Grilling Season Plays Important Role In Cattle Markets

Just how much beef Americans demand could shift cattle markets by the end of the summer

Published on: Jun 28, 2013

Though they've been focused on separate driving factors, beef demand and fed cattle markets will come together this summer on consumers' preferences for meat.

"Fed cattle markets are groping for a summer bottom amidst seasonally large slaughter and beef production," said Derrell Peel, Oklahoma State University Cooperative Extension livestock marketing specialist. "Meanwhile feeder markets appear to have found a bottom after being on the defensive since February."

Feeder cattle have been looking at new crop corn prospects for several weeks now, following the drought-driven price spikes from 2012. Feedlots have also taken advantage of lower feeder prices, ensuring suitable placements in the spring.

Just how much beef Americans demand could shift cattle markets by the end of the summer
Just how much beef Americans demand could shift cattle markets by the end of the summer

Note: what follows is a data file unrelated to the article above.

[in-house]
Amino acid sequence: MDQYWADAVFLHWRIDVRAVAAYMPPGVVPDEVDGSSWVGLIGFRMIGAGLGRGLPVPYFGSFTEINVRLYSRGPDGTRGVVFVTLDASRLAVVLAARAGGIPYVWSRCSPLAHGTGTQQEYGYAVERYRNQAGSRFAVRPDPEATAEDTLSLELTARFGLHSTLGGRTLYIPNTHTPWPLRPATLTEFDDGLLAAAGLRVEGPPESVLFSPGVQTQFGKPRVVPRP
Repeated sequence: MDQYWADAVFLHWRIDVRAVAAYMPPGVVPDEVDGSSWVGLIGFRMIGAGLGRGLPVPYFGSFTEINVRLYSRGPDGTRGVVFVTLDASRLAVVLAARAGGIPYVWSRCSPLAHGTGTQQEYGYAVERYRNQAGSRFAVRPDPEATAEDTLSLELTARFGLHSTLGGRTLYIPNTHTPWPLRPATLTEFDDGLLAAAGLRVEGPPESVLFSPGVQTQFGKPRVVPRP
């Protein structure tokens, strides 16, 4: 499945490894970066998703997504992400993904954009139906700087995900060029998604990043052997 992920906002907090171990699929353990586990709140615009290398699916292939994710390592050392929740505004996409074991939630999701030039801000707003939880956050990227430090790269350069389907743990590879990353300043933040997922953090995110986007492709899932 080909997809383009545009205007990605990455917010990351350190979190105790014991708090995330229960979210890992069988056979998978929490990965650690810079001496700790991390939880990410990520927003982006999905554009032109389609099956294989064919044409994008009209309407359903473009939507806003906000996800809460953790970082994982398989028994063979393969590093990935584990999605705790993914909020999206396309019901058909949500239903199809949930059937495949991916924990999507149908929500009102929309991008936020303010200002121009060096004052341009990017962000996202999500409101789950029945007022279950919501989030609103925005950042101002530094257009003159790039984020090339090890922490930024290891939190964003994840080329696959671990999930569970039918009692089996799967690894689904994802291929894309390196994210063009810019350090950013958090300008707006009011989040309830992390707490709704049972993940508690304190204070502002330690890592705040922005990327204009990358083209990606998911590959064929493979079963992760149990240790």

But feeder markets have been strengthening recently based on better demand, and Peel said the higher prices are expected into the fall, offsetting better feed prices.

"Strong feedlot placements the past three months have utilized the slightly larger feeder supplies indicated on January 1, plus some of the heifers intended as replacements this year," he said. But "feeder supplies are expected to tighten considerably in the second half of the year, with reduced feeder cattle imports and a smaller 2013 calf crop."

If heifer retention starts up again, feeder supplies will be further tightened. But Peel said fed cattle markets are currently most concerned with movement of animals through feedlots this summer.

"The summer low for fed cattle can occur anytime from now until Labor Day, so it is hard to call the low yet with so much of summer remaining," he said. "Fed cattle prices will take their cue from boxed beef prices this summer, especially as the seasonal peak in beef production passes into the third quarter."

Peel expects third-quarter beef production to remain high because May placements, in particular, included large numbers of very heavy feeders that will finish in the third quarter.

"From a different perspective, you can say that Choice boxed beef is currently holding at levels above anytime last year despite a so-so Memorial Day holiday and continued stormy weather in many regions," Peel said. "Choice boxed beef has dropped about $10 per hundredweight from the pre-Memorial Day high."

A strong July 4 holiday – likely to be an extended weekend for many – stands to potentially strengthen beef demand in July.

News source: OSU